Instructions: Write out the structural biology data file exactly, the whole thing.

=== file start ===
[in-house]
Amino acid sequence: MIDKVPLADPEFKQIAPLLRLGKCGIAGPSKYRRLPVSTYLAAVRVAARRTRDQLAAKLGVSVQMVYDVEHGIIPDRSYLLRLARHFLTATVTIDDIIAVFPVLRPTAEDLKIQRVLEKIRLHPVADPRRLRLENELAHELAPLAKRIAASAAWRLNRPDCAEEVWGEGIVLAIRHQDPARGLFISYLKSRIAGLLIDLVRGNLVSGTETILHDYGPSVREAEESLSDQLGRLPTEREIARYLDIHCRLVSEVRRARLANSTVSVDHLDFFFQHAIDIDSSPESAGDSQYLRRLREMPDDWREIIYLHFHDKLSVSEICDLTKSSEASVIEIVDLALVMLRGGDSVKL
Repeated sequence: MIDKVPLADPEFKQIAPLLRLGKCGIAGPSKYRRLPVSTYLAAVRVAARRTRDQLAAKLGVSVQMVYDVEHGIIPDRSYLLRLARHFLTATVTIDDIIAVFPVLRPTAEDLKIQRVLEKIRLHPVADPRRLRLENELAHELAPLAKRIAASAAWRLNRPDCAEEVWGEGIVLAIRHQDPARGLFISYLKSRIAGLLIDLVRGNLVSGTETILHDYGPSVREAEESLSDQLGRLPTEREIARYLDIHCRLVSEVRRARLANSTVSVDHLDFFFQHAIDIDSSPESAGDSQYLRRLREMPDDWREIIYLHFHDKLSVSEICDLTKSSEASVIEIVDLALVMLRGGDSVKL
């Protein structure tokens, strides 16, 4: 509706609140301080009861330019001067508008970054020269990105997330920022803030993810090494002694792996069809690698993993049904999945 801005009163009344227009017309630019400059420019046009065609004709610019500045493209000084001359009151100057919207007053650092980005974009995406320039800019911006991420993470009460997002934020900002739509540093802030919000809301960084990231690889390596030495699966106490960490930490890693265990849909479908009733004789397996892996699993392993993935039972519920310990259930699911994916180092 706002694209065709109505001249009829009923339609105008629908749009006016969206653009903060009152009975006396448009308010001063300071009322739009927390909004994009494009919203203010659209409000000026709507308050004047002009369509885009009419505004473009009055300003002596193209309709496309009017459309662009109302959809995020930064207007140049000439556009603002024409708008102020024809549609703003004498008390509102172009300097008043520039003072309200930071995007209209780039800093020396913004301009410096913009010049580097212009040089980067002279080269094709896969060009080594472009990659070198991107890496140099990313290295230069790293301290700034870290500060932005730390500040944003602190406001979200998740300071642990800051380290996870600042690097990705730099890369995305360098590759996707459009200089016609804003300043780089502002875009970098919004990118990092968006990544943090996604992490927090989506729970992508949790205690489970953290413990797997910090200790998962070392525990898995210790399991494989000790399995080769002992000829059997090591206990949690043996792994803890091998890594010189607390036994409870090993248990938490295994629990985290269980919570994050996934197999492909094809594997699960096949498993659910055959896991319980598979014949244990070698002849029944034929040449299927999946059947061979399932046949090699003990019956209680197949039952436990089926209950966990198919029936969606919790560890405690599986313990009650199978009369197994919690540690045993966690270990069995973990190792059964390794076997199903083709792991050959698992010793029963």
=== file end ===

[in-house]
Amino acid sequence: MIDKVPLADPEFKQIAPLLRLGKCGIAGPSKYRRLPVSTYLAAVRVAARRTRDQLAAKLGVSVQMVYDVEHGIIPDRSYLLRLARHFLTATVTIDDIIAVFPVLRPTAEDLKIQRVLEKIRLHPVADPRRLRLENELAHELAPLAKRIAASAAWRLNRPDCAEEVWGEGIVLAIRHQDPARGLFISYLKSRIAGLLIDLVRGNLVSGTETILHDYGPSVREAEESLSDQLGRLPTEREIARYLDIHCRLVSEVRRARLANSTVSVDHLDFFFQHAIDIDSSPESAGDSQYLRRLREMPDDWREIIYLHFHDKLSVSEICDLTKSSEASVIEIVDLALVMLRGGDSVKL
Repeated sequence: MIDKVPLADPEFKQIAPLLRLGKCGIAGPSKYRRLPVSTYLAAVRVAARRTRDQLAAKLGVSVQMVYDVEHGIIPDRSYLLRLARHFLTATVTIDDIIAVFPVLRPTAEDLKIQRVLEKIRLHPVADPRRLRLENELAHELAPLAKRIAASAAWRLNRPDCAEEVWGEGIVLAIRHQDPARGLFISYLKSRIAGLLIDLVRGNLVSGTETILHDYGPSVREAEESLSDQLGRLPTEREIARYLDIHCRLVSEVRRARLANSTVSVDHLDFFFQHAIDIDSSPESAGDSQYLRRLREMPDDWREIIYLHFHDKLSVSEICDLTKSSEASVIEIVDLALVMLRGGDSVKL
């Protein structure tokens, strides 16, 4: 509706609140301080009861330019001067508008970054020269990105997330920022803030993810090494002694792996069809690698993993049904999945 801005009163009344227009017309630019400059420019046009065609004709610019500045493209000084001359009151100057919207007053650092980005974009995406320039800019911006991420993470009460997002934020900002739509540093802030919000809301960084990231690889390596030495699966106490960490930490890693265990849909479908009733004789397996892996699993392993993935039972519920310990259930699911994916180092 706002694209065709109505001249009829009923339609105008629908749009006016969206653009903060009152009975006396448009308010001063300071009322739009927390909004994009494009919203203010659209409000000026709507308050004047002009369509885009009419505004473009009055300003002596193209309709496309009017459309662009109302959809995020930064207007140049000439556009603002024409708008102020024809549609703003004498008390509102172009300097008043520039003072309200930071995007209209780039800093020396913004301009410096913009010049580097212009040089980067002279080269094709896969060009080594472009990659070198991107890496140099990313290295230069790293301290700034870290500060932005730390500040944003602190406001979200998740300071642990800051380290996870600042690097990705730099890369995305360098590759996707459009200089016609804003300043780089502002875009970098919004990118990092968006990544943090996604992490927090989506729970992508949790205690489970953290413990797997910090200790998962070392525990898995210790399991494989000790399995080769002992000829059997090591206990949690043996792994803890091998890594010189607390036994409870090993248990938490295994629990985290269980919570994050996934197999492909094809594997699960096949498993659910055959896991319980598979014949244990070698002849029944034929040449299927999946059947061979399932046949090699003990019956209680197949039952436990089926209950966990198919029936969606919790560890405690599986313990009650199978009369197994919690540690045993966690270990069995973990190792059964390794076997199903083709792991050959698992010793029963």